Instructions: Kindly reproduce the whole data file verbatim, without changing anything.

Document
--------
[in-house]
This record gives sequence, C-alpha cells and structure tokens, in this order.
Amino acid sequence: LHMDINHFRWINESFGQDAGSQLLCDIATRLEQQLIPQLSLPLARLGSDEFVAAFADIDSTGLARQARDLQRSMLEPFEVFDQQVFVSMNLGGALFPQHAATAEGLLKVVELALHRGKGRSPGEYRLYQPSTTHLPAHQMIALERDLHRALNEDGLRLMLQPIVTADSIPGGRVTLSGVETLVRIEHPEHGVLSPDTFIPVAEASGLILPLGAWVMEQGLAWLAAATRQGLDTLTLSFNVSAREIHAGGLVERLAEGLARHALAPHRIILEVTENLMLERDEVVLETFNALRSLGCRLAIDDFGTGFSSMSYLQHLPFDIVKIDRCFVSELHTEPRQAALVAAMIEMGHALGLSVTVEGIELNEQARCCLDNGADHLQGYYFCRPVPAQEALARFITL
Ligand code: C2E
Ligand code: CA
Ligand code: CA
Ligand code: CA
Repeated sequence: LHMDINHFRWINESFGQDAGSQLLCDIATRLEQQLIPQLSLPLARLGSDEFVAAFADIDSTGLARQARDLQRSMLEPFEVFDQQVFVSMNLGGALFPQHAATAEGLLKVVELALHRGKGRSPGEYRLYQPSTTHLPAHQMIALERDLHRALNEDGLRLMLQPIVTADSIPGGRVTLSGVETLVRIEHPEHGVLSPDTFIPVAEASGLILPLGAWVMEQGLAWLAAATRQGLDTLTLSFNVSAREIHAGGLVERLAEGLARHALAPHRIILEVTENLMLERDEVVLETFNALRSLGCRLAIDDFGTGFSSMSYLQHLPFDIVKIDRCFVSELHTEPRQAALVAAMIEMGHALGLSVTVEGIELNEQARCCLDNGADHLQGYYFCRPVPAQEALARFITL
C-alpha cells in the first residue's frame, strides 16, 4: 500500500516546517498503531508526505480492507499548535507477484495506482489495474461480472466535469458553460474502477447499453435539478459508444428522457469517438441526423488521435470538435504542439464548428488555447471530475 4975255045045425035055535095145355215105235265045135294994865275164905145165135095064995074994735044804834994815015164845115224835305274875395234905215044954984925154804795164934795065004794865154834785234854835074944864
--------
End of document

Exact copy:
[in-house]
This record gives sequence, C-alpha cells and structure tokens, in this order.
Amino acid sequence: LHMDINHFRWINESFGQDAGSQLLCDIATRLEQQLIPQLSLPLARLGSDEFVAAFADIDSTGLARQARDLQRSMLEPFEVFDQQVFVSMNLGGALFPQHAATAEGLLKVVELALHRGKGRSPGEYRLYQPSTTHLPAHQMIALERDLHRALNEDGLRLMLQPIVTADSIPGGRVTLSGVETLVRIEHPEHGVLSPDTFIPVAEASGLILPLGAWVMEQGLAWLAAATRQGLDTLTLSFNVSAREIHAGGLVERLAEGLARHALAPHRIILEVTENLMLERDEVVLETFNALRSLGCRLAIDDFGTGFSSMSYLQHLPFDIVKIDRCFVSELHTEPRQAALVAAMIEMGHALGLSVTVEGIELNEQARCCLDNGADHLQGYYFCRPVPAQEALARFITL
Ligand code: C2E
Ligand code: CA
Ligand code: CA
Ligand code: CA
Repeated sequence: LHMDINHFRWINESFGQDAGSQLLCDIATRLEQQLIPQLSLPLARLGSDEFVAAFADIDSTGLARQARDLQRSMLEPFEVFDQQVFVSMNLGGALFPQHAATAEGLLKVVELALHRGKGRSPGEYRLYQPSTTHLPAHQMIALERDLHRALNEDGLRLMLQPIVTADSIPGGRVTLSGVETLVRIEHPEHGVLSPDTFIPVAEASGLILPLGAWVMEQGLAWLAAATRQGLDTLTLSFNVSAREIHAGGLVERLAEGLARHALAPHRIILEVTENLMLERDEVVLETFNALRSLGCRLAIDDFGTGFSSMSYLQHLPFDIVKIDRCFVSELHTEPRQAALVAAMIEMGHALGLSVTVEGIELNEQARCCLDNGADHLQGYYFCRPVPAQEALARFITL
C-alpha cells in the first residue's frame, strides 16, 4: 500500500516546517498503531508526505480492507499548535507477484495506482489495474461480472466535469458553460474502477447499453435539478459508444428522457469517438441526423488521435470538435504542439464548428488555447471530475 4975255045045425035055535095145355215105235265045135294994865275164905145165135095064995074994735044804834994815015164845115224835305274875395234905215044954984925154804795164934795065004794865154834785234854835074944864